Calzone-Garlic Knot Pizza: Pizza or Calzone?
Roy Choi’s K-Town hot-pot haven has an ever-changing menu, but two things are constant: everything is made to share, and everyone looks totally great in floral bibs. In addition to at least one of the restaurant’s namesake pots, you’ll also want the house poke and, if it's available, the hickory-smoked duck breast.
This Italian-style shared-plate barstaurant in the middle of Little Tokyo serves up excellent bites and cocktails at a slew of group-friendly long tables, with definitely-gonna-inspire-conversation pizzas like charred octopus, or BBQ chicken with strawberries (!?!?!?!), that are obviously shareable, and great small-plates dishes, like pistachio-crusted grapes, as well.
Your crew requires pizza better than Domino’s, yet you’re stuck in Bestia-or-Mozza-reservation purgatory. Don’t sweat it -- instead, hit DeSano, a Neapolitan-style spot with four wood-burning ovens, ingredients imported from Italy, and copious amounts of seating, including a private room. DeSano also has a decent beer selection and, for any non-gluten friends, salad. Just in case.
There might not be a cuisine better suited for sharing between friends than KBBQ, since literally everything is in the middle of the table, and there are basically refills on all of it. Soowon Galbi is high quality, but won’t break the bank like Park’s, which means you can load up the grill with bulgogi and brisket without sweating the bill at the end.
The beloved New York spot just got its own Culver City brick-and-mortar, and if you’re dining with a group of meat eaters, this is for you. In addition to tons of space and a private dining area, Cannibal does a large-format nose-to-tail animal feast (which you must book at least a week in advance) that starts with a charcuterie spread before an entire roasted animal is brought out and carved tableside (plus dessert!). Oh, and there’s a selection of 400 different beers.
Every Thursday, for the still-insanely-insane price of $25 per person, you can get in on Papa Cristo’s “Big Fat Greek Family Style Dinner," which includes wine tasting, belly dancing, live music, and more food than you can shake a stick at. Papa C’s will accommodate your party no matter the size, so get excited (which of course comes from the Greek word “erethisménos”, meaning to get FIRED UP).
Button Mash has the group dinner thing down, with big tables, a killer beer list, share-friendly dishes (dan dan noodles, double-fried gochujang/Korean pepper wings, and those signature fried tofu balls), and the restaurant’s main sell: old-school video games, so you can pass the time actually doing something with your friends other than talking.
The tables are long, the beers are strong, and the sausages are bomb. Grab a seat along one of the many huge, communal tables, and toast some German and Belgian ales while you take a crack at one of the big W’s not-so-run-of-the-mill sausages, like rattlesnake & rabbit.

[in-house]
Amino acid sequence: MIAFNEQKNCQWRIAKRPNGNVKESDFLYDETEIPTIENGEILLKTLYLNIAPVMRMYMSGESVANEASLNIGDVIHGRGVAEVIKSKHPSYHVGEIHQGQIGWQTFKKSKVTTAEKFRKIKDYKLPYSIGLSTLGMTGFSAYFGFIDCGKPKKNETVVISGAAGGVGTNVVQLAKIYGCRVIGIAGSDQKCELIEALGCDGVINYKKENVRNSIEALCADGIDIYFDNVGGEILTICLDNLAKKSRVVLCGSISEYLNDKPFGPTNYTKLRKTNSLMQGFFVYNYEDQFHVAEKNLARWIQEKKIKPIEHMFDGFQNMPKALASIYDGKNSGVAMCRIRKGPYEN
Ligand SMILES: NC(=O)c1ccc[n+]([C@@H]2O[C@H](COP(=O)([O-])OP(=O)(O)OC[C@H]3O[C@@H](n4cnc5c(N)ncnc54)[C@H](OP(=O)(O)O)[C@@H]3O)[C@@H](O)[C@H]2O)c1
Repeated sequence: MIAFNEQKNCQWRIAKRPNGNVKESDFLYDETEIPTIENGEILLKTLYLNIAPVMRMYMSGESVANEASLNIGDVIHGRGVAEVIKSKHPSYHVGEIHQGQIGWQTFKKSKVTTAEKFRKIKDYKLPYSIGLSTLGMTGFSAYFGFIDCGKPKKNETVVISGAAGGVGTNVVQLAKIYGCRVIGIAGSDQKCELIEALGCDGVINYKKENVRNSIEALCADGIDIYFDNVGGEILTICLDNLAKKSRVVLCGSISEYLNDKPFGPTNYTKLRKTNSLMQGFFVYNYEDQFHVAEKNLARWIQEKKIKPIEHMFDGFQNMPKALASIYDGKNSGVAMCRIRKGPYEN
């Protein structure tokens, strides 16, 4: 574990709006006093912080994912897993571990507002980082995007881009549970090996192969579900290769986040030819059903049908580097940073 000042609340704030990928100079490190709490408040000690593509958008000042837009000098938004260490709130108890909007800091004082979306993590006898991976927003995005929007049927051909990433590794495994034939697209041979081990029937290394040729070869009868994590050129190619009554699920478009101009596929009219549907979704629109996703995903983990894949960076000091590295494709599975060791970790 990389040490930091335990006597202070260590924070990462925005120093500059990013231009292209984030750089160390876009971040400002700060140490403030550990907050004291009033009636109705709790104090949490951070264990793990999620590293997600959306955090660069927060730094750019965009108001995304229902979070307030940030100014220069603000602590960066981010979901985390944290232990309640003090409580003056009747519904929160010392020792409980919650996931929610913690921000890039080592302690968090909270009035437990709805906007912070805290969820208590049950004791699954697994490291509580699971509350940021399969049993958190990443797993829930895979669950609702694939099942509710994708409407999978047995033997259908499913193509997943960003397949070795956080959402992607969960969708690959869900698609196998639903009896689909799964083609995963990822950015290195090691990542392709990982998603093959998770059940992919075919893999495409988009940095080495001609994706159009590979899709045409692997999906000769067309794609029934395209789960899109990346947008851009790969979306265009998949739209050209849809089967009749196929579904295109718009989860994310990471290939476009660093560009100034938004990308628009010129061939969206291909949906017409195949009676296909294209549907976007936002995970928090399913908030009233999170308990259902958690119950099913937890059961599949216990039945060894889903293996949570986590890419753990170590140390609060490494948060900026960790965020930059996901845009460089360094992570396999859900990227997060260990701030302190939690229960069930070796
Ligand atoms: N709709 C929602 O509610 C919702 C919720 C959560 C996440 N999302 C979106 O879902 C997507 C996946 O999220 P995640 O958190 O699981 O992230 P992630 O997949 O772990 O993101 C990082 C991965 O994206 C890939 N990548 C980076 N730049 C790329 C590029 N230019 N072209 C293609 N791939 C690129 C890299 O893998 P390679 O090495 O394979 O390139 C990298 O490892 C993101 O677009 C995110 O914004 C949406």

If a big night out is what your birthday/soon-to-be-turnt-up office party is looking for, you won’t need to set foot in a single building besides Abigaile. Start your group off with dinner downstairs (with a solid mix of entrées and shared plates, like the pao de queijo, which are basically Brazilian Cheesy Poofs), wash it down with one of the beers brewed on-site (because Abigaile is also a brewery), and then head upstairs to the venue’s rooftop bar to get weird and dance your faces off.
If you’re wondering where Rambutan went, don’t fret, it’s still there. But now it’s cooler. Same Same is a brand-new wine bar -- but one fully loaded with some of the OG Rambutan food. Load your crew into one of those large booths and get down on Same Same’s snacks and street food menu, including spring rolls, shrimp balls, mussel pancakes, and barbecue pork jade noodles with yau choy, scallions, cilantro, and roasted garlic -- all perfect for sharing.
Hit up ROKU's multi-person teppanyaki for an extremely special experience (with options ranging from Maine scallops to 40-day dry-aged prime NY steak to lobster tail with uni butter), only made better when you sip one of the restaurant’s signature cocktails, like the “Matcha Mule," with green tea-infused Beluga Vodka, ginger root, lemon, and honey. Your friends will be all like, “Wowwwww,” which is not the reaction when you go to Benihana (except when they light that onion volcano).
This decades-old standby is still one of the best inexpensive celebration spots in LA: the outdoor patio is loaded with tons of long tables, the pasta selection is massive (and the serving sizes gigantic, meaning plenty to share and take home), wine is on the honor system, and every hour, everyone sings “That’s Amore” with the servers, which -- if you have a long meal there -- gets more and more rambunctious as the night goes on. Also, the garlic knots are both free for everyone and totally, insanely great.
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